Saturday, February 5, 2011

Turning Water into Wine!

   No, I'm not entertaining Jesus, but I will in fact be turning water into wine...technically.  I mentioned in my last post that I had made my own wine last year.  It was a red, Pinot Noir.  This time I am making a white wine. I chose a blended kit. It is suppose to produce a wine with a medium body, which should pair well with a variety of foods without being over or underwhelming.  I use the Pinot Noir more for cooking than drinking, but it is very "drinkable."  The reason behind this is that I tend to drink wine with food rather than just have a glass, and I generally only drink wine with a special meal that I have put a lot of effort into.  Shake and bake chicken does not warrant a bottle of wine in my household.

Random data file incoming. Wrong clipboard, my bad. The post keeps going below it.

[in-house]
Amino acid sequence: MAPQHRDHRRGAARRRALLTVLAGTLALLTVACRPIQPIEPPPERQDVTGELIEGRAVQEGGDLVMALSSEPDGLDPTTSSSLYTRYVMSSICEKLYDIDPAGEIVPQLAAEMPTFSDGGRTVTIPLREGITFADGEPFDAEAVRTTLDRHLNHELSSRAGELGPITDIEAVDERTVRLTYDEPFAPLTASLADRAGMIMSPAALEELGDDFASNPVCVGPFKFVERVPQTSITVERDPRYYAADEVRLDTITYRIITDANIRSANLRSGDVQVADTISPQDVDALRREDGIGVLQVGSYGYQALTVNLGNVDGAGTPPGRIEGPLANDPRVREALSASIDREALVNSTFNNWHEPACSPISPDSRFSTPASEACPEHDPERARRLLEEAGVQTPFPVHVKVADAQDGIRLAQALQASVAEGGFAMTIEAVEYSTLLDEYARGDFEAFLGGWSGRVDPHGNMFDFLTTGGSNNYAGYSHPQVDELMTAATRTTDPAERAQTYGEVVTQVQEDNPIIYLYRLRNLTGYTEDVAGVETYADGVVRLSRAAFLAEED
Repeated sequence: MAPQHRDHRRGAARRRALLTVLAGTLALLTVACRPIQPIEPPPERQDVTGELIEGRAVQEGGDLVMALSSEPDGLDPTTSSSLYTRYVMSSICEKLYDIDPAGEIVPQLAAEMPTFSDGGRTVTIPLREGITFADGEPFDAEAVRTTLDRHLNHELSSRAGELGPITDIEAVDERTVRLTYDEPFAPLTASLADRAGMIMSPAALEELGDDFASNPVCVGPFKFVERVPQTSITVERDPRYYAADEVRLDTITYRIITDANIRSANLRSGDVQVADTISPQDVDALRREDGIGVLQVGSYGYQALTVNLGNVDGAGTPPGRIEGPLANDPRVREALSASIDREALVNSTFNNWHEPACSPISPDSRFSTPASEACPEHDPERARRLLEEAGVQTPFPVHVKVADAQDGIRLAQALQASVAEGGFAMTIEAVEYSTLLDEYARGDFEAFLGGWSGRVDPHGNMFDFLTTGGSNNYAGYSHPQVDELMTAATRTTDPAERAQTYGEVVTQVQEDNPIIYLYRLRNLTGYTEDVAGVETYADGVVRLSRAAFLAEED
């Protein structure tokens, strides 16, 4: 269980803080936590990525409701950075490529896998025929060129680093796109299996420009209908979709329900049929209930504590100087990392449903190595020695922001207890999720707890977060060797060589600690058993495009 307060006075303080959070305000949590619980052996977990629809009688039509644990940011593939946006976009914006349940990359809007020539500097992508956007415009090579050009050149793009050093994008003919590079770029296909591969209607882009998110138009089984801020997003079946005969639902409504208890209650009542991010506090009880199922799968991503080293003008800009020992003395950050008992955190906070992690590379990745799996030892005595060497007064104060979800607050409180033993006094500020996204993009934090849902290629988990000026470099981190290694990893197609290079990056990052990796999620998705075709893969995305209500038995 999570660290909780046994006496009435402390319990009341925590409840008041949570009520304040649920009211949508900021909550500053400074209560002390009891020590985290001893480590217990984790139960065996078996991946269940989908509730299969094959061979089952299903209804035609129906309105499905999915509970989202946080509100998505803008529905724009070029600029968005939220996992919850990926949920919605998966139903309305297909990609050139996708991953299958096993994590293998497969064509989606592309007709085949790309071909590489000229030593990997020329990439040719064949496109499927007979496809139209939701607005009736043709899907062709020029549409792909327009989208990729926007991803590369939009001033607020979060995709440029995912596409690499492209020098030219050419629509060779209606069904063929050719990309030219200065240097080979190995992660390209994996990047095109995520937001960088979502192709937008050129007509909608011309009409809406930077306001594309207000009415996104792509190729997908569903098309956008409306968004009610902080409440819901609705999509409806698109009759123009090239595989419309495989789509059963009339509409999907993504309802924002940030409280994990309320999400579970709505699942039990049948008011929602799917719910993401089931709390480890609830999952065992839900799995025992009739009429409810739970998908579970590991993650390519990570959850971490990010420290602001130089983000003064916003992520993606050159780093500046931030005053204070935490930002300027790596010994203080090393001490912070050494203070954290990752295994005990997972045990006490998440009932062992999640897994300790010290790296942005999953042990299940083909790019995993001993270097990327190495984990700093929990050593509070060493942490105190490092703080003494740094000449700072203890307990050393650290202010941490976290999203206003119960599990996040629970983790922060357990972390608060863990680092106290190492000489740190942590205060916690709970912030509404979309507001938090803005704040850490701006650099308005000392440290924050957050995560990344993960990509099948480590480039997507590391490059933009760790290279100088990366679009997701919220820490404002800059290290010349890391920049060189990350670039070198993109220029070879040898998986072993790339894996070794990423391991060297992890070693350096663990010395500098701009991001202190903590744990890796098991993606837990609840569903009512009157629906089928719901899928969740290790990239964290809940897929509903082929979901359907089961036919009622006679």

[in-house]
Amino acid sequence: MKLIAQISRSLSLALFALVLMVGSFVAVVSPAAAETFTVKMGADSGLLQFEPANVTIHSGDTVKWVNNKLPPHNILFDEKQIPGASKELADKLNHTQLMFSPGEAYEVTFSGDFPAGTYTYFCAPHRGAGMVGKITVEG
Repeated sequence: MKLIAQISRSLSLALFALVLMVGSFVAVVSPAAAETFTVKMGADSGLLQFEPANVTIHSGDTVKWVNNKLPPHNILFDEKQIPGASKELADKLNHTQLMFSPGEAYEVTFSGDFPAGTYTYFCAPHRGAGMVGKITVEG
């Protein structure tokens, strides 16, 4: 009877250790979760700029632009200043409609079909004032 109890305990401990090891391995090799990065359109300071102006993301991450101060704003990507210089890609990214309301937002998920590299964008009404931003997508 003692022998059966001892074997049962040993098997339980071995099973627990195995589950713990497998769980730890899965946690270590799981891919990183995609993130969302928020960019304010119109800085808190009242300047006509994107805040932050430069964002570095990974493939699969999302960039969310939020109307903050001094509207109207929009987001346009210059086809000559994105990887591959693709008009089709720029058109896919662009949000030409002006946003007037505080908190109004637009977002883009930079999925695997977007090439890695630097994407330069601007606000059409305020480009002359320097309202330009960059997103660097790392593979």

The process of making wine is fairly simple.  You start off by sanitizing your equipment with a solution of metabisulphite.  This is in fact a very important step, it kills all the nasties, and trust me, you want them nowhere near this process.  Google food borne illness and you will understand why.  On second thought, Don't Google food borne illness.  Trust me on this; i didn't want to eat for a week after taking that particular class in my safeserv course.  I've gotten off topic here, let us return to the wine.  After sanitizing your equipment, you then dissolve a packet of bentonite in 1/2 a gallon of warm/hot water in your 8-gallon capacity carboy  (giant bucket with pierced lid).  Bentonite I've discovered can serve 2 purposes in wine making. If a small amount is added to the wine at the beginning, which is the case here, it acts as a yeast energizer which gives the yeast a kick in the pants to start fermenting the juice sooner and faster.  The second use for it is after the fermentation has finished.  A larger quantity of the clay like bentonite is added at the end of the fermentation process a few days before bottling.  It helps to clear the wine and pull any remaining yeast out of the wine.  My particular kit uses a different clearing agent, but we will cover that topic at a later date.